September 18, 2020 - No Comments
To help celebrate Arbor Week as well as the arrival of spring, Sappi, in conjunction with the SANPARKS Skukuza Nursery, has supplied 2 000 of the endangered Pepper-bark trees (Warburgia salutaris) to the Endangered Wildlife Trust for their project in the Soutpansberg Protected Area in Limpopo Province. The saplings were originally propagated through cooperation between Sappi, the Agricultural Research Council Nelspruit and SANBI Nelspruit, and were looked after at the Skukuza Indigenous Nursery awaiting distribution to qualifying Warburgia projects.
In KwaZulu-Natal 1 600 Pepperbark saplings that were propagated by Sappi’s Richmond Nursery and Shaw Research Centre, have been supplied to the Sibaya Coastal Precinct. These trees form an important part of the natural vegetation rehabilitation programme, whilst at the same time forming a future seed orchard in a secure area.
Since inception of the project, Sappi and its working group partners, SANBI Nelspruit, Fort Hare University, ARC Nelspruit and the Shaw Research Centre have propagated and provided over 40 000 seedlings to traditional healers, urban and rural communities and created seed orchards in safe and protected estates.
Warburgia salutaris, commonly known as the pepper-bark tree or ‘isibhaha’ in isiZulu, has long been one of the most highly prized tree species in the Southern African traditional healthcare sector. However, with commercial gatherers increasingly crossing into protected areas such as the Kruger National Park, the trees have become increasingly scarce and are now considered critically endangered. Unsustainable bark harvesting means that trees die a few months after harvesting.
The tree is formally protected under SA legislation in the revised National Forests Act (2012) and the National Environmental Management Biodiversity Act (2004).
An initiative was launched in 2011 to propagate the trees and distribute them to communities
living around the Kruger National Park in an attempt to take the pressure off the few
remaining wild trees. In 2014, Sappi joined the project participants – SANParks, the Agricultural Research Council (ARC) and the South African National Biodiversity Institute (SANBI) – with an initial donation. Sappi also began using its tree breeding and production expertise to propagate pepper-bark trees from cuttings for distribution to rural communities.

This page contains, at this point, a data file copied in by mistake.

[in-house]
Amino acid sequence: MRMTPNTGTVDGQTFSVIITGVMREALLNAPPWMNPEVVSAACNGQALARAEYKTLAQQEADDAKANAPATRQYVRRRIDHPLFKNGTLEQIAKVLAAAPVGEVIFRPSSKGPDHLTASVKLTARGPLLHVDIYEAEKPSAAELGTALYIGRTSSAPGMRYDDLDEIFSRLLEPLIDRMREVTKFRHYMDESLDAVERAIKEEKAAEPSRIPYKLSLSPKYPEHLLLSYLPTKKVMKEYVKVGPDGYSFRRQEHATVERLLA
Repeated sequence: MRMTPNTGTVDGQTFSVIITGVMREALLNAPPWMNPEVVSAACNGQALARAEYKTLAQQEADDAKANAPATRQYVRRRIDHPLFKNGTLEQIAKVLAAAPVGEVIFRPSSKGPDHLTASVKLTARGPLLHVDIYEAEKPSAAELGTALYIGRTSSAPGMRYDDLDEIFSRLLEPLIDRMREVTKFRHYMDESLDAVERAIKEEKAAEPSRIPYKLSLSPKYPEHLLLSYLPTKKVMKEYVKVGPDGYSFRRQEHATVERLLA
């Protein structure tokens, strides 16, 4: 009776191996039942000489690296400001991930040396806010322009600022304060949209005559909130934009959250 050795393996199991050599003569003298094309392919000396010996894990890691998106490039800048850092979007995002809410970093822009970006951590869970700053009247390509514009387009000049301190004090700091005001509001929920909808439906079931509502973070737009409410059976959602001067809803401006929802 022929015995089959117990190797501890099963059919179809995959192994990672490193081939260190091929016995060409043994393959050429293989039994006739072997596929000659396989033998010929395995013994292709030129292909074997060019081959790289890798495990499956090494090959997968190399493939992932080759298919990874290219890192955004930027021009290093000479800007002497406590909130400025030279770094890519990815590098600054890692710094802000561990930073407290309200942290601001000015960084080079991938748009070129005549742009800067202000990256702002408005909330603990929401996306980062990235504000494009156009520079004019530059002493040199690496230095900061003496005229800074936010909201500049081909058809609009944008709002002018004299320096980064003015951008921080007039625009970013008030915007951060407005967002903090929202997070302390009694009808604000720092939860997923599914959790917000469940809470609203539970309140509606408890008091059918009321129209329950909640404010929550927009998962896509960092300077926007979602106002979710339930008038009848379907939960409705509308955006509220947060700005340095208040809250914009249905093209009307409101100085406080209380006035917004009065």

With Sappi’s involvement the project has expanded from the KNP to KwaZulu-Natal and the Eastern Cape with pepper-bark saplings distributed free of charge to rural communities, including Sappi Khulisa small-scale tree farmers.
A major breakthrough for the project has been the discovery that the medicinal properties so
highly prized in the bark, are also abundant in the twigs and leaves. Thus, the twigs and leaves of trees planted out in the field can be harvested within four years – much earlier than would be the case for bark harvesting which can only be done on an adult tree. This ensures that the trees can be harvested sustainably, providing health benefits and economic opportunities for traditional healers and muti traders.
A key aspect of the project is education. Workshops are held with traditional healers and
community members to inform them about growing and nurturing the trees, as well as harvesting them sustainably.
This project has been a major success, with over 30, 000 pepper-bark seedlings and cuttings distributed by the end of 2018. Traditional healers and community representatives have attended workshops on planting, tending and sustainable harvesting of muti from the trees.
A working group has been set up to co-ordinate and drive the Warburgia salutaris conservation project going forward. Gene banks and seed orchards have been established within this working group partnership, and assistance has been extended to Swazi and Zimbabwean conservation authorities to help them increase the number of trees growing in their countries.
The Sappi Shaw Research Centre has been working on seed propagation and the production of cuttings.
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